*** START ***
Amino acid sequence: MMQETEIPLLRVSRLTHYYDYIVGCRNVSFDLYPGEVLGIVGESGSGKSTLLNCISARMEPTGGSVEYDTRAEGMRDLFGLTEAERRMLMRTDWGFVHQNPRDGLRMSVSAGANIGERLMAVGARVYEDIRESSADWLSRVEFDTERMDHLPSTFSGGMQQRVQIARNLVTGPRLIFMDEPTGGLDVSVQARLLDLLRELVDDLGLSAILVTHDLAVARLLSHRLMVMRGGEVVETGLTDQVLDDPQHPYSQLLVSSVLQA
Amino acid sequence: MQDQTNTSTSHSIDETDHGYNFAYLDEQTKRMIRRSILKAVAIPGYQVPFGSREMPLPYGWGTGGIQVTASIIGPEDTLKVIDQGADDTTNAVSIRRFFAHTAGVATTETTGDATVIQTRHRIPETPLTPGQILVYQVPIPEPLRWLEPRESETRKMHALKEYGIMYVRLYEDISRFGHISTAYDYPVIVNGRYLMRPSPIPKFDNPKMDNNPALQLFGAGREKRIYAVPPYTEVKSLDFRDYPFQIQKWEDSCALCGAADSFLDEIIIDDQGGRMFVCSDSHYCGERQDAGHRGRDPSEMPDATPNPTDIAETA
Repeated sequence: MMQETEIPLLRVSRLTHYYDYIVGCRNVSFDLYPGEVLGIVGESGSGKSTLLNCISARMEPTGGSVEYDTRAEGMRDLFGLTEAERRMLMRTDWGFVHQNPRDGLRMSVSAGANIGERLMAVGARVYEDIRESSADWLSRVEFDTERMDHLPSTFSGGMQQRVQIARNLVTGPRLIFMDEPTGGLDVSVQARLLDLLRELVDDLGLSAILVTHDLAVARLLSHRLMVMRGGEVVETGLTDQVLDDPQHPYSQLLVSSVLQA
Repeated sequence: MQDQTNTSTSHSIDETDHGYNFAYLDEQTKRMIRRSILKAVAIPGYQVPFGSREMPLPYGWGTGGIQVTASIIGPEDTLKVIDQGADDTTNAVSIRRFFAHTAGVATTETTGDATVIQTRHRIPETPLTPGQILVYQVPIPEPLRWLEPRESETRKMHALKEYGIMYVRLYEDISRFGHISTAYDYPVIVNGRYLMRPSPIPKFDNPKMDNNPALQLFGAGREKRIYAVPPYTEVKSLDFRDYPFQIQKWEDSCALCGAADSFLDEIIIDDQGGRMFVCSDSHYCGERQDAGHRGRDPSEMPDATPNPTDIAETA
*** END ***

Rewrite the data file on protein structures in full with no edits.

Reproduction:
Amino acid sequence: MMQETEIPLLRVSRLTHYYDYIVGCRNVSFDLYPGEVLGIVGESGSGKSTLLNCISARMEPTGGSVEYDTRAEGMRDLFGLTEAERRMLMRTDWGFVHQNPRDGLRMSVSAGANIGERLMAVGARVYEDIRESSADWLSRVEFDTERMDHLPSTFSGGMQQRVQIARNLVTGPRLIFMDEPTGGLDVSVQARLLDLLRELVDDLGLSAILVTHDLAVARLLSHRLMVMRGGEVVETGLTDQVLDDPQHPYSQLLVSSVLQA
Amino acid sequence: MQDQTNTSTSHSIDETDHGYNFAYLDEQTKRMIRRSILKAVAIPGYQVPFGSREMPLPYGWGTGGIQVTASIIGPEDTLKVIDQGADDTTNAVSIRRFFAHTAGVATTETTGDATVIQTRHRIPETPLTPGQILVYQVPIPEPLRWLEPRESETRKMHALKEYGIMYVRLYEDISRFGHISTAYDYPVIVNGRYLMRPSPIPKFDNPKMDNNPALQLFGAGREKRIYAVPPYTEVKSLDFRDYPFQIQKWEDSCALCGAADSFLDEIIIDDQGGRMFVCSDSHYCGERQDAGHRGRDPSEMPDATPNPTDIAETA
Repeated sequence: MMQETEIPLLRVSRLTHYYDYIVGCRNVSFDLYPGEVLGIVGESGSGKSTLLNCISARMEPTGGSVEYDTRAEGMRDLFGLTEAERRMLMRTDWGFVHQNPRDGLRMSVSAGANIGERLMAVGARVYEDIRESSADWLSRVEFDTERMDHLPSTFSGGMQQRVQIARNLVTGPRLIFMDEPTGGLDVSVQARLLDLLRELVDDLGLSAILVTHDLAVARLLSHRLMVMRGGEVVETGLTDQVLDDPQHPYSQLLVSSVLQA
Repeated sequence: MQDQTNTSTSHSIDETDHGYNFAYLDEQTKRMIRRSILKAVAIPGYQVPFGSREMPLPYGWGTGGIQVTASIIGPEDTLKVIDQGADDTTNAVSIRRFFAHTAGVATTETTGDATVIQTRHRIPETPLTPGQILVYQVPIPEPLRWLEPRESETRKMHALKEYGIMYVRLYEDISRFGHISTAYDYPVIVNGRYLMRPSPIPKFDNPKMDNNPALQLFGAGREKRIYAVPPYTEVKSLDFRDYPFQIQKWEDSCALCGAADSFLDEIIIDDQGGRMFVCSDSHYCGERQDAGHRGRDPSEMPDATPNPTDIAETA